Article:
All those myths about bear hibernation definitely do a lot of disservice to the bear fraternity. What’s the point of being considered one of the most popular hibernating animals, when even the basic facts about your behavioral adaptation elude everyone? In this AnimalSake post, we shed light on hibernation in bears, which is one of the most interesting aspects of their life.
Have you checked your basement?
In the United States, there have been instances wherein bears have ‘denned’ in people’s basement for days without the house owner realizing it.
When we talk about hibernation, one of the first animals that is likely to come to your mind will be the bear. As soon as they get their cues―either in the form of drop in temperature or shortening of days, bears start foraging to revive their fat reserves to survive winter months. During this period, they consume 15,000 – 20,000 calories on a daily basis. Having put on enough weight, they enter their den, which can be a cave or hollow tree, where they spend the winter. More than the harsh winter, it is the resultant food scarcity that prompts bears to go into hibernation.
Bear Hibernation Facts Revealed
So bears do hibernate, right? Then why do they say bears don’t hibernate, but instead go into torpor or simply winter sleep? Some people even call it carnivore lethargy. A little different from the rest of the hibernating animals no doubt, but hibernation in bears is quite interesting in itself. You will realize it as you go through these facts that have been compiled for you.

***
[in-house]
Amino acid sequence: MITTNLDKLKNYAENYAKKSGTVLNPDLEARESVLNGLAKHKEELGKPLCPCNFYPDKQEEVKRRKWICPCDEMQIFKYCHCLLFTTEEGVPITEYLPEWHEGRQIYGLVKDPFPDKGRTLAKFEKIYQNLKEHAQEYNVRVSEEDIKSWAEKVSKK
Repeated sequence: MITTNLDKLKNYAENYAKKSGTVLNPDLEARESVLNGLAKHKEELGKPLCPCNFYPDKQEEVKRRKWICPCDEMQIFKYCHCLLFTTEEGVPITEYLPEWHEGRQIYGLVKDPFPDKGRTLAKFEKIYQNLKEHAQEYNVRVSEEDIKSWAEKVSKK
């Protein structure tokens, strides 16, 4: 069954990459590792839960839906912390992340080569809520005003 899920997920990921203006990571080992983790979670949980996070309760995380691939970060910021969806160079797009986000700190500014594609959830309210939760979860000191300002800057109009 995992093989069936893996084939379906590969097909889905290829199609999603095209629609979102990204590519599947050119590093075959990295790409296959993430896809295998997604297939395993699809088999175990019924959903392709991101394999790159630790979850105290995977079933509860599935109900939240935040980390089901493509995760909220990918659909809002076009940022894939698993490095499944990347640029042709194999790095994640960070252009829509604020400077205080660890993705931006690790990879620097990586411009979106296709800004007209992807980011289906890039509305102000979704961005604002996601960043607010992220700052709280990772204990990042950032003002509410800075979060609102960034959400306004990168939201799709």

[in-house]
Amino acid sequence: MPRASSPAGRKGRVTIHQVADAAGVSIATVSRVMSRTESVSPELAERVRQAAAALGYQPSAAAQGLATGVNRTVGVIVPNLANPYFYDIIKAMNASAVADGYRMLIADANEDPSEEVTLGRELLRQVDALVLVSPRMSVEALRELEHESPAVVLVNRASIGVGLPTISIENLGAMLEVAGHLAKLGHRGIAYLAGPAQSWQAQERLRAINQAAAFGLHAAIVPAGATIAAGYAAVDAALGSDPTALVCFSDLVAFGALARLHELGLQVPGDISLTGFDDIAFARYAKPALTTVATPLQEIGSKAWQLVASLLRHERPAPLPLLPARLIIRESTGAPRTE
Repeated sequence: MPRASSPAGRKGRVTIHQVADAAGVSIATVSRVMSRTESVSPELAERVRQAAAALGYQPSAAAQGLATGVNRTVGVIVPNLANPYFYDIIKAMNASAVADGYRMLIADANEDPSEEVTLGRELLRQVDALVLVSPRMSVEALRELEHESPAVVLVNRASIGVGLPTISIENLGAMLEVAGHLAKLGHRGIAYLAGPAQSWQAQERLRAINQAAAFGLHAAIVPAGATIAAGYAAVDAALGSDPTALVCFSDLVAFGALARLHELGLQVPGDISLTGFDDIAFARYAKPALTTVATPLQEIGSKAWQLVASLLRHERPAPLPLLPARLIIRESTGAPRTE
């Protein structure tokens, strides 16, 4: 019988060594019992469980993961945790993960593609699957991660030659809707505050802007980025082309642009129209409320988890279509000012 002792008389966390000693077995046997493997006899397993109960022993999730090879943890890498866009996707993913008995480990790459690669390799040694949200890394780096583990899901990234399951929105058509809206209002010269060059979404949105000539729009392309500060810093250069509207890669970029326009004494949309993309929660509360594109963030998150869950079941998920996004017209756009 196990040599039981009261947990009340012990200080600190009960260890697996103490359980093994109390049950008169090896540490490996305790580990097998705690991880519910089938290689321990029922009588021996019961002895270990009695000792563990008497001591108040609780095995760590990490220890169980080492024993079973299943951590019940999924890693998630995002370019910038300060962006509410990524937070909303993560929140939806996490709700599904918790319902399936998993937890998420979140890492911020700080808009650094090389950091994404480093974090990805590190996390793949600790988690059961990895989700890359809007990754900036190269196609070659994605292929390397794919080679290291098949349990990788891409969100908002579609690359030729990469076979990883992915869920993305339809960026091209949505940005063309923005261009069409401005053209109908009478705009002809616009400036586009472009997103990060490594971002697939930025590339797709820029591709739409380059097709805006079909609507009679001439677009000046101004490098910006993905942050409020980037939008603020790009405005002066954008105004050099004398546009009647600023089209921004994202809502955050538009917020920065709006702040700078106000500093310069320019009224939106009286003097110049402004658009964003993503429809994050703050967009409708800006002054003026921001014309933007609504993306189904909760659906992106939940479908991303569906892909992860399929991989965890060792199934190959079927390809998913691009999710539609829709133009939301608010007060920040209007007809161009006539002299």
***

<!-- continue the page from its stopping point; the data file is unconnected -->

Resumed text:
✦ If bear hibernation has become an issue of debate today, it’s because of the fact that they do not drop their core body temperature like squirrels or other rodents do. When bears enter hibernation, their temperature does drop, but remains above 88°F (31°C).
If, however, we consider the fact that metabolism forms the basis on which it is to be decided whether an animal hibernates or not, then the temperature-independent metabolic suppression of bears, wherein they lower their metabolic rate by 50 to 75 percent, makes them hibernators.
✦ Ideally, for every 18°F drop in temperature, an organism records 50 percent reduction in chemical and biological processes. The rule doesn’t seem to apply to bears though, who can lower their metabolism rate, despite dropping their body temperature by about 10 to 12°F. During hibernation, their heart rate drops from 55 beats per minute to 9 beats per minute.
✦ Some species of bears can go without food and water for more than 240 days or 8 months of the year. During this period, they rely on their fat reserves for energy. By the time they emerge from hibernation, they can lose up to 40 percent of their body weight.
✦ Bears neither urinate not defecate during hibernation. They have this unique ability to convert their body waste into amino acids. They can restore their muscle and organ tissue even when they are starving.